Tuesday, June 13, 2006

My Anais Nin Past

It's only been a few days since I started this blog.

What I love about blogs is the unselfconsciousness. When you are getting paid to write, there's a certain amount of self-consciousness no matter what. And for my taste, any amount is pretentious, therefore, false. I guess that's what I love about the web, too. The general anarchy. How interesting would it be if it were governed by rules, a hierarchy, a power structure? Anyone with access to the web can be involved! (I wrote an article about this for a Japanese web magazine -- only in Japanese, sorry!)

At the same time, because it's a free for all, there's also a lot of crap out there, too. And previously, I guess I felt I didn't have time to sift through it all. But what's been amazing me is not the amount of cruddy blogs -- the "I went here, I did that" stuff -- but the truly thought-provoking, mind-bending, foundation-shattering stuff (there, I used that word again. Oh, I am such a pitiful writer.) that's there. You would expect it to be only the hack, unreadable blogs. But no! People who could actually get paid to write do this for nothing! Well, not for nothing, but you know what I mean.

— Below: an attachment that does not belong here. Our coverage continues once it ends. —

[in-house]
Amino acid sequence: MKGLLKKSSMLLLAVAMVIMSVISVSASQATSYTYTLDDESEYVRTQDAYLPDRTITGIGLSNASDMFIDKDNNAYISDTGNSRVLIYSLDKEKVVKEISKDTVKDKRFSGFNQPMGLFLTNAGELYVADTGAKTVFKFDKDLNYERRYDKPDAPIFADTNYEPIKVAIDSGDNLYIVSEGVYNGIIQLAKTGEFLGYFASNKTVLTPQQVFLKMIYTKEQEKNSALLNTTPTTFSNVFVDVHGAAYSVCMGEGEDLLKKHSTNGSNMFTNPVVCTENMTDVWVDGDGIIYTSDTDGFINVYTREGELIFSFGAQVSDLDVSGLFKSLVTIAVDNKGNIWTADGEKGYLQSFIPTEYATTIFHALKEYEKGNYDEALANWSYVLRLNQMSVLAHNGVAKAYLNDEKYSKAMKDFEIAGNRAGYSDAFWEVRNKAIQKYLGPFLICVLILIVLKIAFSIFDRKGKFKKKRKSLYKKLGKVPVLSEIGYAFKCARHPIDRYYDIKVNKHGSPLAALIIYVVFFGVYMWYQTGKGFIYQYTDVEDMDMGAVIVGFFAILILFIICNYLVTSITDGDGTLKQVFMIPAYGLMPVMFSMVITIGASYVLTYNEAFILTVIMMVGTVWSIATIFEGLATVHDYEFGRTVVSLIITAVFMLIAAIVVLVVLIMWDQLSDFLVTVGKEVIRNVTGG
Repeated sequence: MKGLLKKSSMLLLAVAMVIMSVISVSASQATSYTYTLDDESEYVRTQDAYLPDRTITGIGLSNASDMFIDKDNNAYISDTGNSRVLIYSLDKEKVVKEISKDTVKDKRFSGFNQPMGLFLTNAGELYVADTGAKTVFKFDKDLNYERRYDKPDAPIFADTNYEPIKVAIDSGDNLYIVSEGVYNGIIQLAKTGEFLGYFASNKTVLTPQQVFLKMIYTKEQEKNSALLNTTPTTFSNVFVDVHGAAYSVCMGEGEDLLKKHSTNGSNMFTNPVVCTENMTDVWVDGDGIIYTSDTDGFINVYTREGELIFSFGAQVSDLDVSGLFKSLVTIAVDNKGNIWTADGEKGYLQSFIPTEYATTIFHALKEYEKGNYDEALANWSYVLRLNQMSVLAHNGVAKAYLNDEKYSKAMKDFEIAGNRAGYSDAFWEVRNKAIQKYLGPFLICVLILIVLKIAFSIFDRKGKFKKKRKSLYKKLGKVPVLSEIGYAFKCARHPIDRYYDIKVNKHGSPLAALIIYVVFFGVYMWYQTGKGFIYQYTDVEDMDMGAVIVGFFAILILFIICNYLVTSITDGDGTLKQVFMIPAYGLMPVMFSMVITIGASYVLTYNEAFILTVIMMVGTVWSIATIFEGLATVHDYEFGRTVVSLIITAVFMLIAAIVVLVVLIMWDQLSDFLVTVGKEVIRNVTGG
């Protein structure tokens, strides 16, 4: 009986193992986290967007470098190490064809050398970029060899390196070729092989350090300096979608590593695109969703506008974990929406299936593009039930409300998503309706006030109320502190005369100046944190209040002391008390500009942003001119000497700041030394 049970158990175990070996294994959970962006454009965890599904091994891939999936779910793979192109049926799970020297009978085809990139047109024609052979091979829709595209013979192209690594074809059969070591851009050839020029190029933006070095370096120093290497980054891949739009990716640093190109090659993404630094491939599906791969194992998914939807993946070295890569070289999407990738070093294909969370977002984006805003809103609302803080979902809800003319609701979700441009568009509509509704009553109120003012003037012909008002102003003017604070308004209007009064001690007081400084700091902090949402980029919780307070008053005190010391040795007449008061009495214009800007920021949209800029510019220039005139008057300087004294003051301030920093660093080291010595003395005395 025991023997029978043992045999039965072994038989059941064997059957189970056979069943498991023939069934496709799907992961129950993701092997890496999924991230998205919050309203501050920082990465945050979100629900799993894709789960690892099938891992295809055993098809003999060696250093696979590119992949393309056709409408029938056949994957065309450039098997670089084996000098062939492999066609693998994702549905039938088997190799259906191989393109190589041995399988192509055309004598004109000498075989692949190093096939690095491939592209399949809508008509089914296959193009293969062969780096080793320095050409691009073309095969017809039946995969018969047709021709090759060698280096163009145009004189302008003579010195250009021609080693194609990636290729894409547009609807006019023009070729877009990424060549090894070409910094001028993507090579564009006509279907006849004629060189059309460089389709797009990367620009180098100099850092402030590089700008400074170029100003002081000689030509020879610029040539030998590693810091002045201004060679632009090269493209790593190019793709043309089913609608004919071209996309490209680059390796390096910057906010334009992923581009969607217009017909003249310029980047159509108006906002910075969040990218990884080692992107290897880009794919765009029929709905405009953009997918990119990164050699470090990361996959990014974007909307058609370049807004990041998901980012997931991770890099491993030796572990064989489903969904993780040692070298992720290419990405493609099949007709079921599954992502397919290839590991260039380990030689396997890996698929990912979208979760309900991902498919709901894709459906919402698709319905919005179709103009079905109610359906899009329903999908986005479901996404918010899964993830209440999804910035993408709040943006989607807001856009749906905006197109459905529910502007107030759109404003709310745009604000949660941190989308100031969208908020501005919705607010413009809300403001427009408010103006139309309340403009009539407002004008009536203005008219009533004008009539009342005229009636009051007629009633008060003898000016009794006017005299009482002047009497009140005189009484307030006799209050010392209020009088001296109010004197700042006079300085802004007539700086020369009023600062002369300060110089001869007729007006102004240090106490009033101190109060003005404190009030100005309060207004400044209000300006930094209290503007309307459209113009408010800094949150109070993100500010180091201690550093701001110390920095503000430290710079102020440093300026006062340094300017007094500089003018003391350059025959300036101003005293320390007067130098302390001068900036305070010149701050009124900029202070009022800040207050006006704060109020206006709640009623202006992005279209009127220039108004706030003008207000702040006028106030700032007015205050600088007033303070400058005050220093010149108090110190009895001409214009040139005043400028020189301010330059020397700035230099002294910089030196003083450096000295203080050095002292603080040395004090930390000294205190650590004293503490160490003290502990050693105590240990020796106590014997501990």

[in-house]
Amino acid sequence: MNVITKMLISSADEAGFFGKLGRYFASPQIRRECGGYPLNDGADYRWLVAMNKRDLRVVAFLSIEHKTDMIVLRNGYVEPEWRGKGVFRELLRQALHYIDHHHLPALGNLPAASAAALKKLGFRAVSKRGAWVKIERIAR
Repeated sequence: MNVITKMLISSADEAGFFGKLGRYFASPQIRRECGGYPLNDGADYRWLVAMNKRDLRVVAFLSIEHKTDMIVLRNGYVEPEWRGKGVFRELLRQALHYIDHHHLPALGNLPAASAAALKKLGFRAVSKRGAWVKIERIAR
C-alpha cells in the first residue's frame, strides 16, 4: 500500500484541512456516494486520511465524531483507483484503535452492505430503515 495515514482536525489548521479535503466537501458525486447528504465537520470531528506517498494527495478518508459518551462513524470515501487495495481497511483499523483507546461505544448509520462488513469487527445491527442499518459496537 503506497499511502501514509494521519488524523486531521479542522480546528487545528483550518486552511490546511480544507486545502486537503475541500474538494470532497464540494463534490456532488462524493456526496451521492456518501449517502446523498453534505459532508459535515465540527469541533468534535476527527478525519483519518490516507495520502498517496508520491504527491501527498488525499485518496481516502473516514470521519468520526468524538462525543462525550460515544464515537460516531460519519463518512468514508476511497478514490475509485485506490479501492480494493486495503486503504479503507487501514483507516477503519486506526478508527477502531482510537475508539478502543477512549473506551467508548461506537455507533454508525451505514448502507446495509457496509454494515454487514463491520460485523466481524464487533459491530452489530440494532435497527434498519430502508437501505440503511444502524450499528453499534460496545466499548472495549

I've kept journals off and on throughout my life. I was a pre-pubescent Anais Nin! Recently, I've gotten reacquainted with a poet friend (through the internet! Isn't it grand!) and he said that "journals keep you honest." I do know what he means. I almost never re-read the things I wrote. The past bores me (more on this in another entry.) But I remember finding a few loose sheets when I was packing or unpacking or whatever during the last few gypsy years and being absolutely stunned.

"Did that really happen? Did I really feel that way? Wow!" My memory is especially selective, so I probably buried the memory, or "rewrote" it. I should have been an editor.

I started thinking about my poet friend's comment. And then I started to think back on my miserable adolescence where I had many made-up lives because the one I was living was too miserable for me. My journal certainly wasn't honest. Not in the normal sense of the word. But it was a real reflection of my lonely soul. One that had to make up friends -- and write about them! As if they were real! Very sad, but very real part of my past. So in that sense, my journals were very honest, even when I wasn't.

Funny how I am writing about all of this now. In this blog. Where anyone can read it. I am such a private person, I never bare my soul and yet I am telling the world. Sort of. Maybe no one is here. Maybe no one is reading any of this. No one ever leaves any comments. I am both relieved and disappointed. But way more relieved.


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